Anyone familiar with the Calder Valley in West Yorkshire and its history will recognize the inspiration for some of the places in The Companion. In particular Potter’s Pleasure Palace and Ackerdean Mill, whose fictional location and history was inspired by the real-life Gibson Mill in Hardcastle Crags near Hebden Bridge.
My love for the Crags woodland and the huge stone building at the heart of it began when I first moved to the area over twenty years ago. I lived by the entrance to the woods and spent many hours exploring the valley and riverside paths and admiring the mill, which at the time was empty, a relic of its former glory.
Gibson Mill, like Ackerdean in The Companion, is a nineteenth-century cotton mill that at the turn of the twentieth century was transformed into an entertainment emporium. It offered first and second class dining, a dance floor, a roller-skating rink and boating on the mill pond. Further refreshment rooms and kiosks could be found in the surrounding woods. At its peak in the 1920s, the number of visitors to the Crags exceeded half a million.
Unlike the fictional Ackerdean, which was left in the hands of a small local charity, Gibson Mill was part of a bequest in the 1950s from its owner Abraham Gibson to the National Trust. In 2005 the Trust gave it a new lease of life when it was completely renovated, including the restoration of the 1920s turbine. It is now an ‘off the grid’ visitor centre and café.
Despite the changes, on a visit to Hardcastle Crags today it is possible, in a quiet moment inside the mill or standing on the old bridge, to feel that time has slipped. To experience moments as Anna does in The Companion, when you can believe that you might just catch sight of dancers foxtrotting behind a window or hear the splash of oars on the water, the roar of roller skates or the squeal of a child flying high in one of the old swing boats.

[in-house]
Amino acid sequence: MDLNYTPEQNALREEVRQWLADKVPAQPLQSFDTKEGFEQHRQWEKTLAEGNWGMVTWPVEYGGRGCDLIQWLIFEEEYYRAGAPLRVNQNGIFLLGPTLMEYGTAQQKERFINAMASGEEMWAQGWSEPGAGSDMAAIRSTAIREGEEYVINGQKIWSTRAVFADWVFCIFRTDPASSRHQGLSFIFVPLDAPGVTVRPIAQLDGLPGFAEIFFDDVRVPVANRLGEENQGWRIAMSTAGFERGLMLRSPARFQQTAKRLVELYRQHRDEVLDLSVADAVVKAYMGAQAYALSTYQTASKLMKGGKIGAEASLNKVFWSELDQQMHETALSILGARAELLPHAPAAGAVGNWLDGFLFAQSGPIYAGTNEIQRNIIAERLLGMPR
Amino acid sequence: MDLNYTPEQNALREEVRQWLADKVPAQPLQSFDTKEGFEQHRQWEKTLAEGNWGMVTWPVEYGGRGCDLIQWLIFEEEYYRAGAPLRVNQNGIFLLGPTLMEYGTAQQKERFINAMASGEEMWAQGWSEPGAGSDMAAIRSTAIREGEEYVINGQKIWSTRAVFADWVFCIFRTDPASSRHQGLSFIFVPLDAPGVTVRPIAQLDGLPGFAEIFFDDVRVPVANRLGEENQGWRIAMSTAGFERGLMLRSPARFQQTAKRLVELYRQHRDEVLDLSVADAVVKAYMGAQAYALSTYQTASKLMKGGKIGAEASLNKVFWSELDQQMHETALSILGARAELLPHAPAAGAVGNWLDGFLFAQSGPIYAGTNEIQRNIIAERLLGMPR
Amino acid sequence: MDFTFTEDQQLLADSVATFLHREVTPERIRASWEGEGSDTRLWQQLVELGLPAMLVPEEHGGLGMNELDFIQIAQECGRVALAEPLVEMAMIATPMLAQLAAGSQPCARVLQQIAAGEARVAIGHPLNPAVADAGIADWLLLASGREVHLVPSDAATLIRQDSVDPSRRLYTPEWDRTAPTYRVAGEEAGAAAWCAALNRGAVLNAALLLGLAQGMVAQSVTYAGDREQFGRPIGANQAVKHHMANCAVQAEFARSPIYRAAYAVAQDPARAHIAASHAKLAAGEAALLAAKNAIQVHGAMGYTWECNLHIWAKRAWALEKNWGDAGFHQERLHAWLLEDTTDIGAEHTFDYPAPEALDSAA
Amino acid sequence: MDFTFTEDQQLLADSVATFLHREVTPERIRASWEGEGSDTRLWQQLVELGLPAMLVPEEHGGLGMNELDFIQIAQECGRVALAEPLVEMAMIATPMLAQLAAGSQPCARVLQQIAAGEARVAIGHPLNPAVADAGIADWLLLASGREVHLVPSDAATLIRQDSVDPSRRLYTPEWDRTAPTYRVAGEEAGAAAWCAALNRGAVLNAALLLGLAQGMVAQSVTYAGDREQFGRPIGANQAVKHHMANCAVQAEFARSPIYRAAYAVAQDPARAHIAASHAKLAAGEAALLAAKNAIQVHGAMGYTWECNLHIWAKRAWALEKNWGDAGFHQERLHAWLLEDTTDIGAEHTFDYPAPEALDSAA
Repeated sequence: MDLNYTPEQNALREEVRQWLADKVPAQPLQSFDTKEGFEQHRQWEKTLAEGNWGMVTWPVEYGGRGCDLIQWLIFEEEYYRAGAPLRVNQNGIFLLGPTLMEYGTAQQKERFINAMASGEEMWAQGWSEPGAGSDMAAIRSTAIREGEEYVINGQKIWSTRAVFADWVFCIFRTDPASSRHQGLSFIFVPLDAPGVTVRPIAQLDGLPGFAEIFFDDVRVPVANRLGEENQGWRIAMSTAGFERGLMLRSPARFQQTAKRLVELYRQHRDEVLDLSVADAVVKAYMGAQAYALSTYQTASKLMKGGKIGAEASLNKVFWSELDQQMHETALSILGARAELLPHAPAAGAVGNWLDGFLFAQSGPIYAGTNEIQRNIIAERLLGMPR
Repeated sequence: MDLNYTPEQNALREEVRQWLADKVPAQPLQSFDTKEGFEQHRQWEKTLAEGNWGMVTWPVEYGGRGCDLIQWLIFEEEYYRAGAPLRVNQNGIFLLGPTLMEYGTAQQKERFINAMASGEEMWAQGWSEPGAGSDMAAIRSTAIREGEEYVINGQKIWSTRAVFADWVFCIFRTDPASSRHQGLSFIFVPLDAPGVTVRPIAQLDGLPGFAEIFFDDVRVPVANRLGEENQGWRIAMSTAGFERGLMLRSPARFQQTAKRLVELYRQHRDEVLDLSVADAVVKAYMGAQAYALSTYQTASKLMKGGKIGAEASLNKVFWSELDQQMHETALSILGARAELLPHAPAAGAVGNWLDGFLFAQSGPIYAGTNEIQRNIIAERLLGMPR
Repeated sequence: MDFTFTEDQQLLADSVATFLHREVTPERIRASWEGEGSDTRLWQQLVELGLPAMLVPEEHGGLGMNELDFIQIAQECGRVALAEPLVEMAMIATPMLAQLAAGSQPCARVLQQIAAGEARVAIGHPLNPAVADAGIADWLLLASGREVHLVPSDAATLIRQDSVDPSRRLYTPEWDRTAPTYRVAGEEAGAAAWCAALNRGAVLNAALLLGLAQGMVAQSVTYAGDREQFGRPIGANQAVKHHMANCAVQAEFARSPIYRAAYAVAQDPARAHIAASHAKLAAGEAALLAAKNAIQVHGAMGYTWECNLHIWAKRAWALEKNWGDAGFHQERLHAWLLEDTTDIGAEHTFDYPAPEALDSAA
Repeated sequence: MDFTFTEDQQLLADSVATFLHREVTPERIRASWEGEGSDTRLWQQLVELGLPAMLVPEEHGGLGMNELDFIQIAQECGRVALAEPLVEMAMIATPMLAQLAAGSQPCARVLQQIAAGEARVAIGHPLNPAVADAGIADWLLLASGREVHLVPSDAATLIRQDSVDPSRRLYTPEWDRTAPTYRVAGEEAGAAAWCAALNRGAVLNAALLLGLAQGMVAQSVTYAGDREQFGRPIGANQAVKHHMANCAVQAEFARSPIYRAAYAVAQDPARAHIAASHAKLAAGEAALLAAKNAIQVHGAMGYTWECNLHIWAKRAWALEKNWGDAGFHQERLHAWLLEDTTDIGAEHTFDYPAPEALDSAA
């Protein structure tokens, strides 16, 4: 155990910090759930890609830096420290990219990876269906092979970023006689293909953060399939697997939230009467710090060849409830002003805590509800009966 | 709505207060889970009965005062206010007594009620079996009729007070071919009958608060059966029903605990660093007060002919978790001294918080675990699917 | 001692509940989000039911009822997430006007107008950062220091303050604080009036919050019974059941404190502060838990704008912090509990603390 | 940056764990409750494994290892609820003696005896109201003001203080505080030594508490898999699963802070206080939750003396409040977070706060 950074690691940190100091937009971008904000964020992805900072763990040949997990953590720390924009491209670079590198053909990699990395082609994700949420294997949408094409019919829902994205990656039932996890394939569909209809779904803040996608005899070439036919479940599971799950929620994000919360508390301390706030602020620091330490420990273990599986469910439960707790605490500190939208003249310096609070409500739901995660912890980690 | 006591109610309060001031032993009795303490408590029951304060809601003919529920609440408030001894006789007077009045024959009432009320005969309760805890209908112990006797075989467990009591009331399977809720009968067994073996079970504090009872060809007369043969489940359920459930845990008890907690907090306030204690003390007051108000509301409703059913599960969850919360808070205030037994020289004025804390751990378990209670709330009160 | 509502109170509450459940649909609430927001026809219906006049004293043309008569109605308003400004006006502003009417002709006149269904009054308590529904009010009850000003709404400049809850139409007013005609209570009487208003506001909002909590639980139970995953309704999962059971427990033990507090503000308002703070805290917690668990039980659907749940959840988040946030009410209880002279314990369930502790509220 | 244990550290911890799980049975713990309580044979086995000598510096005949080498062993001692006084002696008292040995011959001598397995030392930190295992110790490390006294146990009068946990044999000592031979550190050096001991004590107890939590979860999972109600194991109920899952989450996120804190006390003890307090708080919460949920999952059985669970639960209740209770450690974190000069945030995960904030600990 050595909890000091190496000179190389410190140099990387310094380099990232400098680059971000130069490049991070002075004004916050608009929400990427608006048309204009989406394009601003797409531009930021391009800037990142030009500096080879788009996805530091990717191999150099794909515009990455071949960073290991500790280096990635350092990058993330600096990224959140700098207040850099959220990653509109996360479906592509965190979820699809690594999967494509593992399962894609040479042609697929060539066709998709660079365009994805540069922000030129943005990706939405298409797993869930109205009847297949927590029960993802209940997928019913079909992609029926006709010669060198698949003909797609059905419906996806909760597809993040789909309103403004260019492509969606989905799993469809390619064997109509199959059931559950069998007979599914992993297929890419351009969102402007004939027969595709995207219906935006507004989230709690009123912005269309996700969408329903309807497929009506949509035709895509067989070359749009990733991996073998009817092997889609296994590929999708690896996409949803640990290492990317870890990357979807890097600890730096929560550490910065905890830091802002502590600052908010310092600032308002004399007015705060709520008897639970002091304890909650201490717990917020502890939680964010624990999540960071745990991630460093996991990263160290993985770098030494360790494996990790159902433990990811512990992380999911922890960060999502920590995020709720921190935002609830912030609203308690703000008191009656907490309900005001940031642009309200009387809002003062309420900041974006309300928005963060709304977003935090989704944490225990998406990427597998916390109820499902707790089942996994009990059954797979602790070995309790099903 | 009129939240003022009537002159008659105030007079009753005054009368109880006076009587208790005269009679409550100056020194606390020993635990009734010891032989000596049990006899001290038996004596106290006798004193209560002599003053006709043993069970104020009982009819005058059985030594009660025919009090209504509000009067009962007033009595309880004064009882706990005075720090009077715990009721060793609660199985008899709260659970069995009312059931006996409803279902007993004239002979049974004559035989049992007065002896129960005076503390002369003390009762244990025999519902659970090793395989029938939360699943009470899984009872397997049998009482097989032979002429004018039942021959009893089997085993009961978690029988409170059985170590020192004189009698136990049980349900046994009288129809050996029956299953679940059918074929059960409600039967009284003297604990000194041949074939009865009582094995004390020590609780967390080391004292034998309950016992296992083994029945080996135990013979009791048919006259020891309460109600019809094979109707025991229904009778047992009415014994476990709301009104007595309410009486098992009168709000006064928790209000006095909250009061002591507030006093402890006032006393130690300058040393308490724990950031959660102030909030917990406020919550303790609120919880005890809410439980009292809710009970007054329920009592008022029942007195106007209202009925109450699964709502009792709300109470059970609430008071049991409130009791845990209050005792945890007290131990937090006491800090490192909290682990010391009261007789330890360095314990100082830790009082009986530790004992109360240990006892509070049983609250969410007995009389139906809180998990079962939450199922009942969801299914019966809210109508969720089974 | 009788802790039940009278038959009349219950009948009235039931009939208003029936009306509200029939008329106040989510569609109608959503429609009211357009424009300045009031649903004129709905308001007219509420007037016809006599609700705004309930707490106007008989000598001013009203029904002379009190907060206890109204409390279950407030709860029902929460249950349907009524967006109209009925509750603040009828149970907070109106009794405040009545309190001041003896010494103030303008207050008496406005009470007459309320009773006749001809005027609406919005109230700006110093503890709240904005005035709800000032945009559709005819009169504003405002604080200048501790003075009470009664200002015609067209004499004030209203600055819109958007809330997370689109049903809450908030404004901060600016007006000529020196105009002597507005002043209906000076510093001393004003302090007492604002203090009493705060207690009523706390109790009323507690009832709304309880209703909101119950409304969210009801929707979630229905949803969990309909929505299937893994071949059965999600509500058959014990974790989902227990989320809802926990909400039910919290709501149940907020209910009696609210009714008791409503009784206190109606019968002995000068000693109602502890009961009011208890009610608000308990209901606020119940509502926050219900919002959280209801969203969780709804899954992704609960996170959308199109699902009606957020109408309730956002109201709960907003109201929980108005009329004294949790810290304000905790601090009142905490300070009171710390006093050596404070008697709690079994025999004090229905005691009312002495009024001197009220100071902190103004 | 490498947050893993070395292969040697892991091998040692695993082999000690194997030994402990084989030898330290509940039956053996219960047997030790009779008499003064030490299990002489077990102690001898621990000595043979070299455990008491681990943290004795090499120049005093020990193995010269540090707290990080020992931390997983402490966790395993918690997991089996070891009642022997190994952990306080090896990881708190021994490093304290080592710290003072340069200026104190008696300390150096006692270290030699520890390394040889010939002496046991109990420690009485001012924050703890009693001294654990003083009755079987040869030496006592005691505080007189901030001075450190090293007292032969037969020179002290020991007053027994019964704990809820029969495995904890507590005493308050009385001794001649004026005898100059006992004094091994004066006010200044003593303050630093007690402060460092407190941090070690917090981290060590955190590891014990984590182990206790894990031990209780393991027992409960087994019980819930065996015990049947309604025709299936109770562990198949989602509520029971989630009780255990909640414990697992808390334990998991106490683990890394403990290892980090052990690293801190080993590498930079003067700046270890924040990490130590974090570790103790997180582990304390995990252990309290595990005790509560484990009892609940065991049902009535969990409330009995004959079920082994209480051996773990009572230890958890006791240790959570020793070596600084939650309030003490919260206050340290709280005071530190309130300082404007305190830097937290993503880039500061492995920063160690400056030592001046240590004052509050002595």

After reading about Gibson Mill’s past and seeing some of the fantastic photos in collections such as the Jack Uttley Photo Library and Pennine Horizon’s Digital Archive, I knew I wanted to write a story in a similar setting: a place where people had lived and worked and played for over two centuries and which had adapted and survived. Ackerdean isn’t Gibson Mill and the Potter family who own and run the mill in my novel are not based on the Gibsons. But I hope in my story of Billy Shaw and Potter’s Palace I have managed to capture some of the life and energy that over the centuries has filled the place that inspired it.
For more information about Hardcastle Crags and the history of Gibson Mill visit the National Trust website
Historical photographs of the mill and its surroundings can be found at